Two days ago we celebrated Mid-summer, a day when people in the northern hemisphere enjoy the longest hours of day light! However, Mid-summer is not the pinnacle of summer; instead, it symbolizes the start of summer, the season of vacation!
History of Vacation in Sweden
It is self-evident that paid vacation or annual leave is beyond imagination before the industrial revolution, simply because there existed no such “working class”. At that time, from the chilling Lappland in the North to Skåne in the Southern coast, farmers were working restlessly in their field from sunrise until dusk. Of course there were permanent dwellers in the city, but a large portions of them were monks!
Medieval Stockholm has a population of 5000 – 7000, walkinstockholm.se
Then it came to the latter half of 1800s, when rapid industrialization and urbanization stormed the nation, driving thousands and thousands of people into big cities such as Stockholm and Goteborg. In those factories, workers were able to earn more money, but also took less rest as a compensate. It takes nearly half a century for the general public to recognize the linkage between vacation and health of employees, leading to the legitimization which guarantees a minimum of 2 weeks paid vacation days in the 1930s. With the popularization of the concept of paid vacation, in 1936 the first nation-wise “Leisure Time exhibition” (In Swedish, Fritiden) was held, which is an event for people to know more and choose wisely what to do during the vacation that they are entitled to.
Fritiden 1936 in Ystad, fritidsdsvetarna.com
Public Holidays and Vacation in Modern Sweden
Nowadays, Sweden is the country with one of the longest public holidays in the entire world. These holidays include:
1) 5 weeks of paid vacation
2) 26 public holidays
3) 6 defect holidays (half-day off)
4) 480-day of parental leave
5) Several long weekends
(if the public holiday falls on a Thursday, then the Friday becomes a day-off by default)
Number of minimum days of mandatory annual leave by country, wikipedia.org
Remember, five-week vacation is a minimum; it is more common for companies, universities such as KTH and research institutes to grant six weeks of vacation for their employees. As far as I know, most Swedes take their vacation after celebrating Mid-summer: the weather is warm now, and the time is also perfectly in line with the school holiday of pupils. Starting from Mid-summer, they could probably in a resort island, beaches in the South, or even their own summer houses in the countryside: anywhere but not the office!
Influence of Vacation
Of course I notice the huge contrast between Sweden and Hong Kong, the place where I come from. In Hong Kong, the minimum annual leave is 7 days; what’s more, if one is categorized as labor-class, he is subjected to six working days per week, instead of five. To be honest, I was not used to, even with discontent in the first few months.
For me as a new-comer, my first feeling is inconvenience: tax agency, banks, even the language school only open a few hours (usually 10 AM to 14 PM) during Monday to Friday. Hence, I need to plan everything before so that I can squeeze some time in my schedule in order to have my ID card, bank account, Swedish class registration settled. Certainly it could be even more inconvenient for those who have full-time job.
High living cost is another a direct consequence of long vacation. It is especially manifest in service sector, such as the catering industry. For example, the GDP of Sweden is twice that of Hong Kong, but the cost of a meal is around 3 to 3.5 times of Hong Kong! That’s why it is more popular to bring your own lunch, instead of eating in a restaurant.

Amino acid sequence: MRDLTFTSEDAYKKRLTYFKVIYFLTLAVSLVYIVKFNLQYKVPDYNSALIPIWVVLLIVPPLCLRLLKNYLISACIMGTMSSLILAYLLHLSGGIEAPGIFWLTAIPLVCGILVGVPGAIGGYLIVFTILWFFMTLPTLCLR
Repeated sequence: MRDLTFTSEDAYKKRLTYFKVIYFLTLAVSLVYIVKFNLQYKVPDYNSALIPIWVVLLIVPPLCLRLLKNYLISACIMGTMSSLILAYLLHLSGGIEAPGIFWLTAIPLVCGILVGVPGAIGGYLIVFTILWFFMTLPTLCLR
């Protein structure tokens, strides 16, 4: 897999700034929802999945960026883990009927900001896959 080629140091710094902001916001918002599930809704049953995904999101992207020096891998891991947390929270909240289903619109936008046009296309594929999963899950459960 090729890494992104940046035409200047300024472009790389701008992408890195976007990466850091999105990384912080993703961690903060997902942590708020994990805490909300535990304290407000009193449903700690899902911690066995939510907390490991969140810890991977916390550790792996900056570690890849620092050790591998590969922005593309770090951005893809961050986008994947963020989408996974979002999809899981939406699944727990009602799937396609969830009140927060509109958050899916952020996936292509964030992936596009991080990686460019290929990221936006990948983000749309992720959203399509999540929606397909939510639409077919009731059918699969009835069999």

Wall of microwaves is a unique phenomenon in Swedish universities, ths.kth.se
But when you live here longer, the advantages of taking long vacation begin to emerge. In the personal level, vacation makes us healthier both physically and mentally, being able to work more efficiently, which in terms also benefits the employers. From my personal experience in Sweden, the above statement is absolutely true: no matter where I am, I am firstly impressed, then get used to the excellent attitude of the locals: they are always professional, helpful, friendly and patient.
As a consequence, who doesn’t want to live and work in such environment? In 2017, Sweden ranks number one in Good Country Index, among those indices there are the Best Country For Business by Forbes, the 6th place in Global Competitiveness by World Economic Forum……Our society is composed and built by each individual. Just like water, minerals and air, taking good care of these “human resources” will eventually lead to a more sustainable society.
Though there is no such Utopia on Earth, the way of vacation in Sweden truly inspires me how a “good” state should be, which I think is critical in the age of political waves in the globe.
Of course this blog cannot be nested above vacuum. Below are parts of the links that I took reference from:
Mid-summer’s cover photo from kthinternationstudents on Instagram, photo by Tomas Albrecht
History and Facts of Annual Leave in Sweden:
1. About Medieval Stockholm: walkinstockholm.se/…/stockholms-historia.htm
2. About Fritiden: fritidsvetarna.com/…/Utstallningen_Fritiden.htm
3. Public holidays in Sweden: https://en.wikipedia.org/wiki/List_of_minimum_annual_leave_by_country
Ranking of Sweden:
2. Best Country For Business by Forbes: forbes.com/…/sweden-heads-the-best-countries-for-business-for-2017
3. Global competitiveness: https://www.weforum.org/reports/the-global-competitiveness-report-2016-2017-1